“If a patient has breast cancer and you Google ‘breast cancer,’ you’ll get a lot of information,” Ms. Darby notes, “but it’s different depending on whether the patient is in her 20s, 30s, 40s, etc.” Now, she says, it’s possible to focus even more precisely on factors that could make the difference between more or less effective treatment. Precision medicine will become even more critical, Ms. Darby says, because it enables physicians and nurses to more quickly absorb and act on the growing flood of data they record and work with.
“How do you stay current with the explosion of advancements in science and technology?” she asks. “The pace of learning is increasing at rates humans can’t consume. So, doctors have to rely on things being surfaced by a computer and develop a confidence level in the tools. The physician is still in the driver’s seat, but the tools are very different.”
Accomplishing all this costs money. While most industries we surveyed expect to increase their investment in digital transformation, healthcare companies’ commitment is especially dramatic.
Ninety-one per cent of healthcare respondents say they expect their investment in digital technologies to increase in the coming year. That’s partly because they are already seeing results from the investment; more than two-thirds (68 per cent) say their digital strategy has increased annual profitability over the past three years.
“A simpler, frictionless experience”
By forming a more personalised picture of the patient’s condition and treatment options, precision medicine dovetails with a parallel challenge to organisations like CTCA, Ms. Darby says: “to create a consistent user experience for our employees, and externally, a simpler, frictionless experience for our patients.”
This requires “bringing all the data from our legacy systems together so that we can create a seamless patient journey with an efficient evaluation process that doesn’t overwhelm anyone with complicated diagnoses and instead gives them better access to information in a timely manner.”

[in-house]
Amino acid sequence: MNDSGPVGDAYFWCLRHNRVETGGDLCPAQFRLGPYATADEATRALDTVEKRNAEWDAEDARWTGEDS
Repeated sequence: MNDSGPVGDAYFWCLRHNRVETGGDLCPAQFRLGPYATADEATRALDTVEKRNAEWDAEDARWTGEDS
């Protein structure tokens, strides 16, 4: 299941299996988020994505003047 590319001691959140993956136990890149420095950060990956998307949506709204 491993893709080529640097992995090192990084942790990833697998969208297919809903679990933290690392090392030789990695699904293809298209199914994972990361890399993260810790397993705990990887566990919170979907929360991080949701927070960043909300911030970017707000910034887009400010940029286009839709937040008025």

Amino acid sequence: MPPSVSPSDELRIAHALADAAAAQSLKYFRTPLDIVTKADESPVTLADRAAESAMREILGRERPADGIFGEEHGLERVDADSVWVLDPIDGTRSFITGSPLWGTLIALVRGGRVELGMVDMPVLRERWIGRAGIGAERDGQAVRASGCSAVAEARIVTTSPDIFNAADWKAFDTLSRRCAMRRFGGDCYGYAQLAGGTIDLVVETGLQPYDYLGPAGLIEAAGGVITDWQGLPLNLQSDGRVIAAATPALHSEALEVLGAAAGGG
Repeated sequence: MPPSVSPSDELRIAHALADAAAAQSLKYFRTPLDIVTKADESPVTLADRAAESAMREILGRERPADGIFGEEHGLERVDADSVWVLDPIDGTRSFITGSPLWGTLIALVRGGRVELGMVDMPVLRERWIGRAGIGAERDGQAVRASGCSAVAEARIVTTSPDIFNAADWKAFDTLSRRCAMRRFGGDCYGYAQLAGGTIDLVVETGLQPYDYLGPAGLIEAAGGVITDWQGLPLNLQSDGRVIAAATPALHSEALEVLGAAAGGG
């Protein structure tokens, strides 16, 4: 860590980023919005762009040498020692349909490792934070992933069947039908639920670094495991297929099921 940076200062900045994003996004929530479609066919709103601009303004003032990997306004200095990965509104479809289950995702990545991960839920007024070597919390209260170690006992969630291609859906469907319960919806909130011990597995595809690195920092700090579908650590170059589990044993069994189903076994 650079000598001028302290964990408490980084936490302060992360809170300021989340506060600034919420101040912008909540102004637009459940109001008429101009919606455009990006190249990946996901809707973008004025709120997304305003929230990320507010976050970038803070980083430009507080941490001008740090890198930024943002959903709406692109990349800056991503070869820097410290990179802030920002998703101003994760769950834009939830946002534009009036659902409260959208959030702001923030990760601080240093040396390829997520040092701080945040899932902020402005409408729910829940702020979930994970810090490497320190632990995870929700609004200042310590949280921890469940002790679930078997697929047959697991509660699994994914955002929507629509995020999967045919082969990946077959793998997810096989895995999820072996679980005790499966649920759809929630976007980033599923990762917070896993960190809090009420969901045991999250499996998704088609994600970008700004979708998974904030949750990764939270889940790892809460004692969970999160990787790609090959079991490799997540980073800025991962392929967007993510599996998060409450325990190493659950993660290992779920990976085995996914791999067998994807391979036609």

The most visible parts of these efforts are the technologies that support it from the patient side: for instance, smartphones that can track its user’s heart rate, let them know if their heart rate is too high or low, make an electrocardiogram of their heart, and collect and transmit this information to a physician, etc.
No one looks forward to a visit to the doctor, or the administrative steps involved, but such tools can make the patient journey much less onerous and time-consuming.
Cultural change = competitive advantage
Improving the patient journey requires a cultural shift, in addition to the investment in AI, ML and other technologies that precision requires.
“We need to educate our employees on what these technologies are and how they work and function,” says Ms. Darby. “Even respected physicians can take a couple of days to wrap their heads around the technologies and build a comfort level that enables them to improve options for their patients.”
In recruiting staff, she says, “we look for ‘physician champions’ from a digital perspective, who can help other physicians learn and adapt based on their experience.” The C-suite can help foster a culture of continuous learning by “creating and modelling standards throughout the organisation, where lower-level managers know what’s needed within each department.”
This concern for cultural fit helps explain why 39 per cent of healthcare respondents in our survey cited the lack of a tech-savvy workforce as a major barrier to implementing their digital strategy and 34 per cent mentioned internal cultural resistance: in both cases, a larger percentage than for the overall survey sample.
When providers learn to harness the data flood and the tools available for analysing it, they have an opportunity to gain a competitive advantage.
They are also better able to fulfil a fundamental goal of any healthcare organisation, Ms. Darby says: “better access to information, diagnosis and treatment in a timely manner.” As technologies like precision medicine continue to change the practice, adopting them will only become more urgent. “Change is already fairly dynamic,” Ms. Darby says. “Leaders who don’t embrace it will be in trouble.”